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A chance to shine

  • Published at 03:58 pm January 30th, 2020
Rajib Dhar/Dhaka Tribune

A shift of focus offers new hope for the Bangladesh apparel industry

“Nothing wilts faster than laurels that have been rested upon” said Percy Shelley the radical 19th Century Romantic English poet. This statement could not be more fitting as, over recent weeks, reports from various parts of the world highlight significant deficiencies in the apparel manufacturing hubs away from Bangladesh. 

An article published in The New York Times in December 2019 draws attention to the plight of apparel industry workers employed in the Los Angeles region of the United States. 

The article highlights maltreatment of workers, appallingly low salaries being paid, and frighteningly shoddy working conditions -- all of this happening today on the mainland of the US. This terrible news came just a week after much publicized reports of a fire at a handbag factory in New Delhi, India that claimed the lives of some 43 workers.

These most recent reports follow on the back of others from Europe, highlighting the emergence of labour exploitation in Britain’s garment industry, the evidence of shabby purchasing practices in the Turkish apparel industry affecting workers’ salaries, and forced labour being used in Chinese apparel factories, to mention but a few.

What is abundantly clear is that from Los Angeles to Leicester, from Istanbul to India, from Casablanca to China, labour rights abuses and sub-standard working conditions are, sadly, everyday occurrences in the garment industry of today and not solely something that, as the international media would lead us to believe, occurs here in Bangladesh. 

It would be easy for us in the Bangladesh RMG industry to bask in the brief shift of global attention away from our apparel sector. Since the Rana Plaza tragedy in 2013 the eyes of the global apparel industry have scrutinized and criticized the RMG sector, highlighting shortcomings in workers’ rights, working conditions, factory safety, and environmental concerns.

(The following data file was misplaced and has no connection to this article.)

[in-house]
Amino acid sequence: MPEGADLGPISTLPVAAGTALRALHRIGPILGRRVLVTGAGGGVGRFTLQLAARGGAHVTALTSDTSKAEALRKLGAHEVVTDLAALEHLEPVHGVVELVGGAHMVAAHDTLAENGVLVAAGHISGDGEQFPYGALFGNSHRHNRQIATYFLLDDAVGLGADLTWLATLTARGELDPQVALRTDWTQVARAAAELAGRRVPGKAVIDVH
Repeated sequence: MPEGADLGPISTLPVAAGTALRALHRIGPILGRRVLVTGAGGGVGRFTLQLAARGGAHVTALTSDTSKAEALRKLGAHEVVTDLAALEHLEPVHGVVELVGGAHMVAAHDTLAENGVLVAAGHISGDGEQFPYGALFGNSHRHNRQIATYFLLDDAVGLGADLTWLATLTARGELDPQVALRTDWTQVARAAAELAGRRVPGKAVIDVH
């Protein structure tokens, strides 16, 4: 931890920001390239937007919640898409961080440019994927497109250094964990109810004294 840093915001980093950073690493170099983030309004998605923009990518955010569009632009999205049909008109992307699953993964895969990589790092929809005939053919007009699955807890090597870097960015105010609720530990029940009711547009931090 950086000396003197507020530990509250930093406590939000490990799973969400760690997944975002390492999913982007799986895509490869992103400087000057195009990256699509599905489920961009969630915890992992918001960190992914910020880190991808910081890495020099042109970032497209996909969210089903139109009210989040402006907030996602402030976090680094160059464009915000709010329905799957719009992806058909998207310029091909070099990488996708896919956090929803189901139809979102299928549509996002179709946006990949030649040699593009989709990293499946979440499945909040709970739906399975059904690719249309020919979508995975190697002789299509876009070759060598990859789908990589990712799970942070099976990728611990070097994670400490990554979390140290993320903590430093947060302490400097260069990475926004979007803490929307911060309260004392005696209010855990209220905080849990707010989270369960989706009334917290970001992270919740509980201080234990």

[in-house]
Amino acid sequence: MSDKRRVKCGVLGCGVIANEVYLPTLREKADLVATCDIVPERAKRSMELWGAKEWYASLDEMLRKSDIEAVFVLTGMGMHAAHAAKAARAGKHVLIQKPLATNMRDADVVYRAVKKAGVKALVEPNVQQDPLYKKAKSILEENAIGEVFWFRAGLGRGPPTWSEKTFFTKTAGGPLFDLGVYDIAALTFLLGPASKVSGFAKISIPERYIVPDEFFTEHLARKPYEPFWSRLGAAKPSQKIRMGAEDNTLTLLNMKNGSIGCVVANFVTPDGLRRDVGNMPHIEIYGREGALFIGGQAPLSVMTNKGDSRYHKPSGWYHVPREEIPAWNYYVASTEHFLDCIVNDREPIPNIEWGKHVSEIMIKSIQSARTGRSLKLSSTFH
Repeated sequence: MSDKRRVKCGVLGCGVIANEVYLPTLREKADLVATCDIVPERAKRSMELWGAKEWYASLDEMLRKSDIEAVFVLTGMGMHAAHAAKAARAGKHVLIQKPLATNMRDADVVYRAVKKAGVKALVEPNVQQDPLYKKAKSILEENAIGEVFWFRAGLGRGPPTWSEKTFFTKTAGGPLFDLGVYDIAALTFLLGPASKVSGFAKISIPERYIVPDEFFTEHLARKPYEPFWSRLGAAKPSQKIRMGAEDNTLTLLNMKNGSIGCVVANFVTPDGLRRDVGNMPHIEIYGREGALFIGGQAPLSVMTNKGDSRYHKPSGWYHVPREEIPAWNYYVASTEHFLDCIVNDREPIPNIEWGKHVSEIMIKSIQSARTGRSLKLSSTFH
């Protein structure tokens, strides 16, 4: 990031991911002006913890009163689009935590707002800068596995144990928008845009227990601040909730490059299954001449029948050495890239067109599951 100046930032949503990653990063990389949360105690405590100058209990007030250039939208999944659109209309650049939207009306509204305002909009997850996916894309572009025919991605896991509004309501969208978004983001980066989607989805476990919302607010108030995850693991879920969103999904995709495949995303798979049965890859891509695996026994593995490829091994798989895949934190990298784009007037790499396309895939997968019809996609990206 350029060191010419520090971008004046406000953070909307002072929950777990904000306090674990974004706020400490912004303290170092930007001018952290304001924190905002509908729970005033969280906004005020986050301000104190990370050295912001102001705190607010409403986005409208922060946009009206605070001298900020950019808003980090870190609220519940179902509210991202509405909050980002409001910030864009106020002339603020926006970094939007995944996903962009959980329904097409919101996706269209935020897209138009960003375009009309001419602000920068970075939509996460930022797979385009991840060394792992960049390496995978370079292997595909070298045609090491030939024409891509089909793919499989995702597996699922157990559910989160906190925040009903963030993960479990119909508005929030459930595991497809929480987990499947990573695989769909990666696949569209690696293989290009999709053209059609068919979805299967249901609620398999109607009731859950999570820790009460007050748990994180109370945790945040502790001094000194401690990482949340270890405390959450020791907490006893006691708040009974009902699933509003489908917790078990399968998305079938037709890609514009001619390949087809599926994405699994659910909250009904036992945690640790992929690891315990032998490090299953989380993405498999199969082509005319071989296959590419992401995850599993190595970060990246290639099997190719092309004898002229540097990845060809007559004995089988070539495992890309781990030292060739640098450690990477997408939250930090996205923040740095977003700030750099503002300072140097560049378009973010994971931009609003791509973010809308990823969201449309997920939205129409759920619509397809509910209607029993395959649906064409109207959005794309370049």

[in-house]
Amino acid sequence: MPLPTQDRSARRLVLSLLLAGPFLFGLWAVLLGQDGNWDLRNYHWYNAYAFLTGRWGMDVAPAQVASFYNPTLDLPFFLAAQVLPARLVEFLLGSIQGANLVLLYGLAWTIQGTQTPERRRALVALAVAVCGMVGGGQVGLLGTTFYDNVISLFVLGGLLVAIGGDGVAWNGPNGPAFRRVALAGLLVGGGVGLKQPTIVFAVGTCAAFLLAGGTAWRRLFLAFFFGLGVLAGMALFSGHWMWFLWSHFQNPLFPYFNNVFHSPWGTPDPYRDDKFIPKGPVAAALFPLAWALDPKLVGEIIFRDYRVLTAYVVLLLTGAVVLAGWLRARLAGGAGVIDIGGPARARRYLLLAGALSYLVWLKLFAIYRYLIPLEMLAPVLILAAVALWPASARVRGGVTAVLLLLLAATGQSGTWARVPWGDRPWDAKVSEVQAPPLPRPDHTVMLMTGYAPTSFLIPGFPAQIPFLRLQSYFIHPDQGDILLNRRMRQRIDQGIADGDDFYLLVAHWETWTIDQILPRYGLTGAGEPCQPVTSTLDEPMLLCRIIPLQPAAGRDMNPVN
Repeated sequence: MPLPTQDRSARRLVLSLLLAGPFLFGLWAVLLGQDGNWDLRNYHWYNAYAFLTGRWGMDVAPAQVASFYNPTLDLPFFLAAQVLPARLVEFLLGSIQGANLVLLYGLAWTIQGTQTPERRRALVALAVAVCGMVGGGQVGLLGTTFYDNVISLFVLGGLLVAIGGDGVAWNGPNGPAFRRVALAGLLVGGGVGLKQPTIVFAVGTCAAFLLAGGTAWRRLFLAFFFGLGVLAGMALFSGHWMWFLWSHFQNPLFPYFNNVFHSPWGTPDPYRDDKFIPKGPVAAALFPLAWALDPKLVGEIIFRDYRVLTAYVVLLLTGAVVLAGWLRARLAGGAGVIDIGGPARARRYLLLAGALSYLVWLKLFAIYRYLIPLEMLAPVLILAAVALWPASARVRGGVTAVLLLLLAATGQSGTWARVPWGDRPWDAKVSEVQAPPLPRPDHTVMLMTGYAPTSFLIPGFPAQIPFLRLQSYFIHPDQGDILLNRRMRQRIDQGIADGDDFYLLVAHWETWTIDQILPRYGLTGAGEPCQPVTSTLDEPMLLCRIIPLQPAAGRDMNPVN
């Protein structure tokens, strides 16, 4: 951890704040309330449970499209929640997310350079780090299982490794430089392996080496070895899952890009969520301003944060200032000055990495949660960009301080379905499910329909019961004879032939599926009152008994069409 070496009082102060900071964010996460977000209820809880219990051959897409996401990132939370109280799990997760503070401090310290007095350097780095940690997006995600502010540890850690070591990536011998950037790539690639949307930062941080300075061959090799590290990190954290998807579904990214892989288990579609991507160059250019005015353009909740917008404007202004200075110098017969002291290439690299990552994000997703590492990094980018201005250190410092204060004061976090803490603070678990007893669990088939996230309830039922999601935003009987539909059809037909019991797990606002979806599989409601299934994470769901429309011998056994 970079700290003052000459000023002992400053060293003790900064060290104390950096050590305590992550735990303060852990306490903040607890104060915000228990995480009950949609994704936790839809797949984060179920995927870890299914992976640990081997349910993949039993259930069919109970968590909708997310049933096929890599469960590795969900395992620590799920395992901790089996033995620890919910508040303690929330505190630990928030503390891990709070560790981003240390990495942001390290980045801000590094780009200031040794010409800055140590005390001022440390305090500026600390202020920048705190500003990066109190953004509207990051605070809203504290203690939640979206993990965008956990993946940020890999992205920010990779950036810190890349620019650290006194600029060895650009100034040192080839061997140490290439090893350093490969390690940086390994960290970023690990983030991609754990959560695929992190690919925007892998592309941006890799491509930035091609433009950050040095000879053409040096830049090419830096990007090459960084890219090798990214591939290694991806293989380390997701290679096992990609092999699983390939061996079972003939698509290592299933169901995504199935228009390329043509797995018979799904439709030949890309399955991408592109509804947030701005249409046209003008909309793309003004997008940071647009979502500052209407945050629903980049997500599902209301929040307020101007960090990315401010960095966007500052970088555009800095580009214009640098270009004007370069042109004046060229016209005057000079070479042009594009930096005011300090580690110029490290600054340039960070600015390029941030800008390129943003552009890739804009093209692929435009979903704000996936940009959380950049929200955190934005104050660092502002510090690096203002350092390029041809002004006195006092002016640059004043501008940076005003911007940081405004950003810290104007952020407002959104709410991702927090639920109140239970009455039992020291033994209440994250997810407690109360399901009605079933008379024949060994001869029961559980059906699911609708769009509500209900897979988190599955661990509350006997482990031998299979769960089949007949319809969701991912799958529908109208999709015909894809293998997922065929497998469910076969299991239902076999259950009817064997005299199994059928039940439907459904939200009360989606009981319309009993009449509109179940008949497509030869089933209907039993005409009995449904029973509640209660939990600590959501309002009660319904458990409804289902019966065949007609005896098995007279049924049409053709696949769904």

Our RMG industry has, undoubtedly, improved dramatically over the last six years -- something that all of us involved in the garment sector can justifiably be proud of. The nation now boasts 101 green factories recognized by the USGBC’s Leadership in Energy and Environmental Design (LEED) program. Wholesale improvements have been made across the sector in respect of workers’ rights, working conditions, factory safety, and environmental concerns.

The news from around the world regarding other apparel producing areas that, one is always led to believe, comply with international manufacturing standards, serves to highlight the massive steps that the Bangladesh apparel industry has taken over recent years, but I do not believe that this a time for complacency.

Firstly, as we move into the next stage of remediation control with the onus on our own RSC to ensure that all of Bangladesh’s garment manufacturers comply to, or exceed, international standards, the industry needs to make a concerted effort to ensure that it continues to be a shining example of transparent, sustainable, responsible business practices.

I am sure that during this transition period the Bangladesh RMG sector will be subject to intense scrutiny from the international audience and, indeed, our customers. We need, collectively, to ensure that we do not drop the ball.

We have made, and are continuing to make, great advances for the benefit of workers and the wider environment, but our work is not finished yet and, as the glare of the apparel industry’s gaze shifts to other areas, we should make every necessary effort to ensure the industry continues to improve.

The examples of poor practices mentioned above prove that the entire global industry is not without its faults and, more importantly, show the importance of what has actually been achieved thus far here in the Bangladesh RMG industry.

Secondly, as the wider global audience wake up to the fact that poor working standards and conditions are not solely something that happens overseas but actually occur on their own doorsteps, the Bangladesh RMG sector should grasp the opportunity to show how these poor practices have been eliminated in the country.

Whilst the attention and criticism shift from Bangladesh, albeit temporarily, the industry, with the support of government and non-government bodies should take the opportunity to promote the plethora of improvements that have been made in the apparel sector, particularly with regard to workers’ rights and well-being and factory safety standards. 

I do not for one second enjoy hearing of any poor standards existing in the apparel industry whether here in Bangladesh or in other countries. The entire industry, not solely the Bangladesh RMG sector, needs to eradicate these poor practices and, as these various reports show, we in Bangladesh are a lot further down that road than we are generally given credit for.

Imagine if you will a set of circumstances whereby instead of being vilified, the Bangladesh RMG industry is actually held up as a beacon of sustainable, responsible garment manufacturing for the global apparel sector and is actually used as an example of how apparel business should be conducted.

So, rather than resting on our laurels about the shift of attention to other sourcing hubs, the time is ripe for all of us involved in the Bangladesh RMG sector to champion the advances that have been made and to ensure that we continue in our ongoing endeavours to make the industry the most compliant, sustainable, responsible in the world. 

Mostafiz Uddin is the Managing Director of Denim Expert Limited. He is also the Founder and CEO of Bangladesh Denim Expo and Bangladesh Apparel Exchange (BAE). He can be reached at [email protected]